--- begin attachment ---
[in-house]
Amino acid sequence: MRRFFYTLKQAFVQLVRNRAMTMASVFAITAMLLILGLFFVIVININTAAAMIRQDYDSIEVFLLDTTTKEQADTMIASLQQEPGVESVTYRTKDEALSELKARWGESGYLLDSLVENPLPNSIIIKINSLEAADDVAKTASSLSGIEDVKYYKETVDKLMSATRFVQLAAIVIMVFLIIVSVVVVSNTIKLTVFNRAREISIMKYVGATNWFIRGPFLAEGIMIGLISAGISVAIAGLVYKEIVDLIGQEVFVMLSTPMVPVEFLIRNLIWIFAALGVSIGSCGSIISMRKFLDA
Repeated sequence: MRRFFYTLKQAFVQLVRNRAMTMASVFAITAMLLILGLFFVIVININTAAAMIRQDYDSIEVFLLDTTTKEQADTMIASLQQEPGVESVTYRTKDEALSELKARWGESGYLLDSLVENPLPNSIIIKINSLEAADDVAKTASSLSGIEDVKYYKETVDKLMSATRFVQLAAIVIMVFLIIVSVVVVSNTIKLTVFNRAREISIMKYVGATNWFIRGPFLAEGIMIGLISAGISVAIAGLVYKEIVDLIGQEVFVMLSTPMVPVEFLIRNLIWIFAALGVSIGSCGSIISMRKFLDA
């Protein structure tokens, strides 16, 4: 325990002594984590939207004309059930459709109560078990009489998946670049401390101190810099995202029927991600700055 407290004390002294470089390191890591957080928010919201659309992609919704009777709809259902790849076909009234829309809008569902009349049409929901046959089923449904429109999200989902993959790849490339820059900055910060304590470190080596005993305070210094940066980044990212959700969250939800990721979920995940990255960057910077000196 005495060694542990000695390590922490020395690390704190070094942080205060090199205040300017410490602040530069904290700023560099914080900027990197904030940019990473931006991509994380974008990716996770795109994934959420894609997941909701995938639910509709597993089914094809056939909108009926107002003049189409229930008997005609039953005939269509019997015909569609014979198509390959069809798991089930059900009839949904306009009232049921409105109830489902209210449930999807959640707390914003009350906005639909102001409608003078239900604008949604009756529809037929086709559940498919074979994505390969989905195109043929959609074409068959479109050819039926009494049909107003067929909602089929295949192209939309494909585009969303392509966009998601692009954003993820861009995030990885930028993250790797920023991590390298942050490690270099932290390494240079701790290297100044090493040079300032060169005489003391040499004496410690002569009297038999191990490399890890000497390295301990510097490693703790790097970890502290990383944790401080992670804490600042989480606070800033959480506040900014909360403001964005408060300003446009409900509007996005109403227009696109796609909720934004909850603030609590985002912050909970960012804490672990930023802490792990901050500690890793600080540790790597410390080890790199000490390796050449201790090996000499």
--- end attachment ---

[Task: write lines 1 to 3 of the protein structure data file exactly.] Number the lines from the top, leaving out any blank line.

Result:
[in-house]
Amino acid sequence: MRRFFYTLKQAFVQLVRNRAMTMASVFAITAMLLILGLFFVIVININTAAAMIRQDYDSIEVFLLDTTTKEQADTMIASLQQEPGVESVTYRTKDEALSELKARWGESGYLLDSLVENPLPNSIIIKINSLEAADDVAKTASSLSGIEDVKYYKETVDKLMSATRFVQLAAIVIMVFLIIVSVVVVSNTIKLTVFNRAREISIMKYVGATNWFIRGPFLAEGIMIGLISAGISVAIAGLVYKEIVDLIGQEVFVMLSTPMVPVEFLIRNLIWIFAALGVSIGSCGSIISMRKFLDA
Repeated sequence: MRRFFYTLKQAFVQLVRNRAMTMASVFAITAMLLILGLFFVIVININTAAAMIRQDYDSIEVFLLDTTTKEQADTMIASLQQEPGVESVTYRTKDEALSELKARWGESGYLLDSLVENPLPNSIIIKINSLEAADDVAKTASSLSGIEDVKYYKETVDKLMSATRFVQLAAIVIMVFLIIVSVVVVSNTIKLTVFNRAREISIMKYVGATNWFIRGPFLAEGIMIGLISAGISVAIAGLVYKEIVDLIGQEVFVMLSTPMVPVEFLIRNLIWIFAALGVSIGSCGSIISMRKFLDA